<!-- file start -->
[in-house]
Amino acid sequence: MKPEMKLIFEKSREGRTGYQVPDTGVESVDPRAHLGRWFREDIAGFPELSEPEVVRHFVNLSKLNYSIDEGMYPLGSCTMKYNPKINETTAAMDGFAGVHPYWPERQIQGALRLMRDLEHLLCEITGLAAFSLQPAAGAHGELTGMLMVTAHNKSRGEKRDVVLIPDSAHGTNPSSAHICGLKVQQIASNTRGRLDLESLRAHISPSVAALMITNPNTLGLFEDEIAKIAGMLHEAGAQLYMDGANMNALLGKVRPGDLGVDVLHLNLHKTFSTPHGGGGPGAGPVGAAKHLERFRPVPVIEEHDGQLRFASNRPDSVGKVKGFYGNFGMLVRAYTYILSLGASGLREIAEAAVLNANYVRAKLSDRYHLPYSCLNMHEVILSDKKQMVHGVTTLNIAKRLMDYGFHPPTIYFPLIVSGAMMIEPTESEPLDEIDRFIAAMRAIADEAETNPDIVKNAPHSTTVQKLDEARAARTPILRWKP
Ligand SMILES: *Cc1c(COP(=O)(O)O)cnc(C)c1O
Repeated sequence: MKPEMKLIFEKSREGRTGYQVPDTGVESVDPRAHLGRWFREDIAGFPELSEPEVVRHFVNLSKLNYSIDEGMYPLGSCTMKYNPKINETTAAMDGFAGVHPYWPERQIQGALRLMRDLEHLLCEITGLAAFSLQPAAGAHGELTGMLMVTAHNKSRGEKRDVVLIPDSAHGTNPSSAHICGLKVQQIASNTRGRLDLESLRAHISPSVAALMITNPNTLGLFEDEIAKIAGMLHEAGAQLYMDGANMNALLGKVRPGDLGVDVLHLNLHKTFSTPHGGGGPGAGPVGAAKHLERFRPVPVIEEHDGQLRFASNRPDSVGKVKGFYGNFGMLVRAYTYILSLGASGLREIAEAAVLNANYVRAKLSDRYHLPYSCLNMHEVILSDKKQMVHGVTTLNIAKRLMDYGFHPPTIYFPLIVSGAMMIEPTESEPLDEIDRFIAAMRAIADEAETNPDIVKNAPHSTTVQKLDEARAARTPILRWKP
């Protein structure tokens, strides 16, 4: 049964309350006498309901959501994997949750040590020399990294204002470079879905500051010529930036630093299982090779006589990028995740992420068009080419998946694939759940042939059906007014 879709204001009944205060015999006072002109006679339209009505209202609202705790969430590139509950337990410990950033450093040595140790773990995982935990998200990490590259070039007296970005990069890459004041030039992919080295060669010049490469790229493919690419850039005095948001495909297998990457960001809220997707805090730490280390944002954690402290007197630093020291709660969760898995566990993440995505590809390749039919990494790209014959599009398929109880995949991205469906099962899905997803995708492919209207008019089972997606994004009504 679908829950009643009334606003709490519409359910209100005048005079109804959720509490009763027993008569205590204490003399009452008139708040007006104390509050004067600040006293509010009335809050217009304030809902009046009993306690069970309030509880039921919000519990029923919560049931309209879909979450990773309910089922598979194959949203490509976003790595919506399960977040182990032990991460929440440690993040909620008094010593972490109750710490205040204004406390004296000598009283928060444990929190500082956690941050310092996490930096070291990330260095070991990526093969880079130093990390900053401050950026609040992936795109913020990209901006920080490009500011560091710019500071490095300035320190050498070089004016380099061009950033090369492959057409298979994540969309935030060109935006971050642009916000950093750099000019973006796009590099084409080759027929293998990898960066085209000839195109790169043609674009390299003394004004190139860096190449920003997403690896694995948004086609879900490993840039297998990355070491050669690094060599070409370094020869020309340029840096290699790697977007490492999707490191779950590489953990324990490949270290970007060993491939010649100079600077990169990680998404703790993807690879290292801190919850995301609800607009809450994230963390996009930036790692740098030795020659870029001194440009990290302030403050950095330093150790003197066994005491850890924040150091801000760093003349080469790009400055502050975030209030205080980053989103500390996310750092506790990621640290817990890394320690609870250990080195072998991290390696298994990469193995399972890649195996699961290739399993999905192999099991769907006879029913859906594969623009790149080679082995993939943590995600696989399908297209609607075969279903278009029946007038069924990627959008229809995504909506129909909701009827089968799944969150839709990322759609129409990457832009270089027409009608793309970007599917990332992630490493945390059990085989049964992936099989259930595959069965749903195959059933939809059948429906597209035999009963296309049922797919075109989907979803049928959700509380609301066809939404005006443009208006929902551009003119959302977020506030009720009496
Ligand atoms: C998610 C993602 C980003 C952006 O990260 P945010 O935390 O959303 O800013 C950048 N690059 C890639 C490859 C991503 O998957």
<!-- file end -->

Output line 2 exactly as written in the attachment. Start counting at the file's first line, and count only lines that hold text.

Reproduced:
Amino acid sequence: MKPEMKLIFEKSREGRTGYQVPDTGVESVDPRAHLGRWFREDIAGFPELSEPEVVRHFVNLSKLNYSIDEGMYPLGSCTMKYNPKINETTAAMDGFAGVHPYWPERQIQGALRLMRDLEHLLCEITGLAAFSLQPAAGAHGELTGMLMVTAHNKSRGEKRDVVLIPDSAHGTNPSSAHICGLKVQQIASNTRGRLDLESLRAHISPSVAALMITNPNTLGLFEDEIAKIAGMLHEAGAQLYMDGANMNALLGKVRPGDLGVDVLHLNLHKTFSTPHGGGGPGAGPVGAAKHLERFRPVPVIEEHDGQLRFASNRPDSVGKVKGFYGNFGMLVRAYTYILSLGASGLREIAEAAVLNANYVRAKLSDRYHLPYSCLNMHEVILSDKKQMVHGVTTLNIAKRLMDYGFHPPTIYFPLIVSGAMMIEPTESEPLDEIDRFIAAMRAIADEAETNPDIVKNAPHSTTVQKLDEARAARTPILRWKP